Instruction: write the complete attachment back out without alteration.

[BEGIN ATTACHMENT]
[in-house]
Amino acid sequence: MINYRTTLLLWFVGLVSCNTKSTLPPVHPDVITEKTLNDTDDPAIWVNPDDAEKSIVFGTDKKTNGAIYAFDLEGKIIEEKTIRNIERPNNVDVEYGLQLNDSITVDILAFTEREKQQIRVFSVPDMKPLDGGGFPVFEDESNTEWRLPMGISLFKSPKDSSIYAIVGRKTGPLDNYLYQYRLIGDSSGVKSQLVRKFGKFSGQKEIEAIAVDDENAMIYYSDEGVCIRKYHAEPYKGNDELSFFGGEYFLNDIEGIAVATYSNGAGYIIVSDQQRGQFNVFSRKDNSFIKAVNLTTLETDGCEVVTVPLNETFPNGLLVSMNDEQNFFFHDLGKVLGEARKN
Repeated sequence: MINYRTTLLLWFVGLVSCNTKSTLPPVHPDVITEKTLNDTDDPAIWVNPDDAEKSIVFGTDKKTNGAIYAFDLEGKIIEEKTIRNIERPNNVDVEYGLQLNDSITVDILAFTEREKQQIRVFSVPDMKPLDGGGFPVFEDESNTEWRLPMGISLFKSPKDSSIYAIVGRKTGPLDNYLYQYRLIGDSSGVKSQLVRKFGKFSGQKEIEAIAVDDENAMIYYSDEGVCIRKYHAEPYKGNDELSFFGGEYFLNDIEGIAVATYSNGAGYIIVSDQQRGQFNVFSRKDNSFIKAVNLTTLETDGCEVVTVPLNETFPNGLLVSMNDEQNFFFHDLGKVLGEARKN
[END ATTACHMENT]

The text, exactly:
[in-house]
Amino acid sequence: MINYRTTLLLWFVGLVSCNTKSTLPPVHPDVITEKTLNDTDDPAIWVNPDDAEKSIVFGTDKKTNGAIYAFDLEGKIIEEKTIRNIERPNNVDVEYGLQLNDSITVDILAFTEREKQQIRVFSVPDMKPLDGGGFPVFEDESNTEWRLPMGISLFKSPKDSSIYAIVGRKTGPLDNYLYQYRLIGDSSGVKSQLVRKFGKFSGQKEIEAIAVDDENAMIYYSDEGVCIRKYHAEPYKGNDELSFFGGEYFLNDIEGIAVATYSNGAGYIIVSDQQRGQFNVFSRKDNSFIKAVNLTTLETDGCEVVTVPLNETFPNGLLVSMNDEQNFFFHDLGKVLGEARKN
Repeated sequence: MINYRTTLLLWFVGLVSCNTKSTLPPVHPDVITEKTLNDTDDPAIWVNPDDAEKSIVFGTDKKTNGAIYAFDLEGKIIEEKTIRNIERPNNVDVEYGLQLNDSITVDILAFTEREKQQIRVFSVPDMKPLDGGGFPVFEDESNTEWRLPMGISLFKSPKDSSIYAIVGRKTGPLDNYLYQYRLIGDSSGVKSQLVRKFGKFSGQKEIEAIAVDDENAMIYYSDEGVCIRKYHAEPYKGNDELSFFGGEYFLNDIEGIAVATYSNGAGYIIVSDQQRGQFNVFSRKDNSFIKAVNLTTLETDGCEVVTVPLNETFPNGLLVSMNDEQNFFFHDLGKVLGEARKN